LIFE

The great esc-ape (VIDEO)

Orangutans are among the forest victims needing rescue from humans who illegally keep them as pets after straying into villages or plantations. — Picture courtesy of Scubazoo  Orangutans are among the forest victims needing rescue from humans who illegally keep them as pets after straying into villages or plantations. — Picture courtesy of Scubazoo KOTA KINABALU, Sept 13 — Baby orangutans, with their big eyes and clinginess, may seem like the cutest creatures on earth, but can prove to be wily and elusive when threatened.

In the penultimate instalment of the web series, Sabah’s Wildlife Rescue Unit (WRU) and their rookie TV presenter-turned-ranger Aaron “Bertie” Gekoski, fresh from a successful bull elephant capture and relocation, are now tasked with rescuing a mother and baby orangutan from an oil palm plantation.

“The first and biggest challenge that the team faced upon arriving at the scene was the location; the topography of the area” said senior ranger WRU ranger Hasni Kounig.

On the fringes of the Bornean jungle, Dr Laura Benedict and the WRU are all the family the native animals have. — Picture courtesy of WRUOn the fringes of the Bornean jungle, Dr Laura Benedict and the WRU are all the family the native animals have. — Picture courtesy of WRU“The height of the trees, the thickness of the forest in terms of shrub density and weather factors” — all these can prevent a team from accessing the orangutan, long before one can even consider rescuing it,” he said.

A plantation owner notified the WRU that the orangutan had built a nest in a ragged, remote tree stump. An orangutan in a plantation is not ideal, as they feed not only on oil palm fruits but also leaves and wild fruits from the bushes growing in the area, said WRU veterinarian Dr Laura Benedict.

“They will also be exposed to threats from irresponsible individuals but also diseases due to the proximity to humans,” she said.

However, the WRU were thankful that the plantation owner called them instead of chasing away or attacking the orangutan.

“This call alone is testimony to the increasing effectiveness of the WRU’s strategy in Sabah. Alongside rescue operations the WRU also carries out public awareness work among local communities, so Sabahans can understand the importance of wildlife and reporting human-animal encounters to the WRU, instead of taking action on their own,” said Kounig.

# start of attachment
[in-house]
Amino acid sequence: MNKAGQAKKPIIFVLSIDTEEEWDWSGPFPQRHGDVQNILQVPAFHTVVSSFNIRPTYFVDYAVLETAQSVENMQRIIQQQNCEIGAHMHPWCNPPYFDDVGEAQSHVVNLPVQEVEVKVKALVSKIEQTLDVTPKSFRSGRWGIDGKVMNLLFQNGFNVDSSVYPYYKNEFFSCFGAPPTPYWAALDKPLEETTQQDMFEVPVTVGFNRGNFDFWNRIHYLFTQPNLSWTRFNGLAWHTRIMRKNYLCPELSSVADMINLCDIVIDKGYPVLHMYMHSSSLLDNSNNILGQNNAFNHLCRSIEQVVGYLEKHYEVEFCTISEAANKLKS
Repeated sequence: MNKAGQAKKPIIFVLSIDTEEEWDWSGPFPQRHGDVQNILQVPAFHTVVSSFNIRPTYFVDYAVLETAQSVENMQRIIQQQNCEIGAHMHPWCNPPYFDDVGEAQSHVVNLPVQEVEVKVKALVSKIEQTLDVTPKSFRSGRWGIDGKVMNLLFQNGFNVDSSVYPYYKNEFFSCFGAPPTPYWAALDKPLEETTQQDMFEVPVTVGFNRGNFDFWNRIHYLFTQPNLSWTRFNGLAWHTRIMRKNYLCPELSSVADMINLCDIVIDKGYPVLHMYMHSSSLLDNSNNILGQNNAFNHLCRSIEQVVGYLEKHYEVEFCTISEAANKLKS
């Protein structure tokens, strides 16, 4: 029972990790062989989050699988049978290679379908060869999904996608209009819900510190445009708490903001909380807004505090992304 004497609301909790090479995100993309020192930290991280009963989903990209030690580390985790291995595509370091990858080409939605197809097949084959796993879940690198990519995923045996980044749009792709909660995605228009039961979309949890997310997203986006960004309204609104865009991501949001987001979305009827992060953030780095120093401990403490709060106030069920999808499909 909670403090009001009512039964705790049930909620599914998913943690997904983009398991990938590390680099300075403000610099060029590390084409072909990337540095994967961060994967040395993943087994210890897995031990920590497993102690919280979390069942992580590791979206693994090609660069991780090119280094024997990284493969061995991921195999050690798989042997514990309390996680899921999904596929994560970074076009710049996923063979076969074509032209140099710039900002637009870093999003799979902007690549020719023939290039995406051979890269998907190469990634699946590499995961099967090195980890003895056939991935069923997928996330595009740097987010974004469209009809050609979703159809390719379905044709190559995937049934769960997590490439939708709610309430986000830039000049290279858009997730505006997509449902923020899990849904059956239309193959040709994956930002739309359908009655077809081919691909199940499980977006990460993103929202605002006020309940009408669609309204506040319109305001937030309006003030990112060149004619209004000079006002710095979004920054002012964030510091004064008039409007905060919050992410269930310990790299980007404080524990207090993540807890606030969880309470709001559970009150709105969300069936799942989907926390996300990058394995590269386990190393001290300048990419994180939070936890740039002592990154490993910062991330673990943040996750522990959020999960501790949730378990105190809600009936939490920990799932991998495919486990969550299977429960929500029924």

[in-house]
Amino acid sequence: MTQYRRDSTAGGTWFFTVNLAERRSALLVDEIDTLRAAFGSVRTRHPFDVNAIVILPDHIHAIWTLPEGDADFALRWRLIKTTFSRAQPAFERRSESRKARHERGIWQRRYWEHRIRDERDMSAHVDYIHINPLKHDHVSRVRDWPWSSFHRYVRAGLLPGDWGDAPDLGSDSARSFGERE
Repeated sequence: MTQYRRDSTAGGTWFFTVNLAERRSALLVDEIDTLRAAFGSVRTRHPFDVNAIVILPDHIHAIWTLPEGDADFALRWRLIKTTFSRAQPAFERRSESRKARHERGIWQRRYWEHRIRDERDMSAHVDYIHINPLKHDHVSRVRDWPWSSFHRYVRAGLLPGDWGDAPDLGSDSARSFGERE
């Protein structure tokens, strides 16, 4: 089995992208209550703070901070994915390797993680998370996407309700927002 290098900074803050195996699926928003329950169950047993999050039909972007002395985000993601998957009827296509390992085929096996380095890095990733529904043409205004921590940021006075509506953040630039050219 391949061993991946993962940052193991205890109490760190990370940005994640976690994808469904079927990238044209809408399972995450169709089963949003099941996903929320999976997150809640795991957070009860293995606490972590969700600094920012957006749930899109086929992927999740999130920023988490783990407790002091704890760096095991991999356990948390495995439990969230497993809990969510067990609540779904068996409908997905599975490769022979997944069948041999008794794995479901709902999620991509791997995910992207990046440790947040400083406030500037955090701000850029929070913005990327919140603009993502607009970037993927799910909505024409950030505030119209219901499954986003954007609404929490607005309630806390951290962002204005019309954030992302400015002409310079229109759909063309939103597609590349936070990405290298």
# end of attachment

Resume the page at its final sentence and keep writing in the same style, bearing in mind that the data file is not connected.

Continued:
Meanwhile, the situation on the ground has swiftly escalated. The mother orangutan’s resistance to capture was remarkable; for hours, she hid herself and her baby in the heart of the plantation and bushes, ducking and diving through the maze of trees and losing the rangers.

Finally, despite enormous pressure to avoid darting the baby, the team managed to fire an tranquiliser dart into the mother orangutan and retrieved her, but the baby orangutan who had been clinging desperately to its mother till then was able to flee.

In the ensuing struggle, Gekoski said “even as babies, orangutans are remarkably strong, and this one was desperate to bite and lash out,” adding that it may have thought its mother to be killed.

For the last year or so, the Wildlife Rescue Unit has allowed a film unit from Kota-Kinabalu based production company SZtv to join them, as they bend themselves to the task of wildlife care and conservation in Sabah. Gekoski has been a ranger in training, helping to guide and assist the veterinarian to rescue and treat wildlife before being taken in or released.

This six-part series reaches its finale in next week’s episode, released today on SZtv's website, YouTube and Facebook. All episodes have Bahasa Malaysia subtitles.

For more information, check out Borneo Wildlife Warriors on SZtv.

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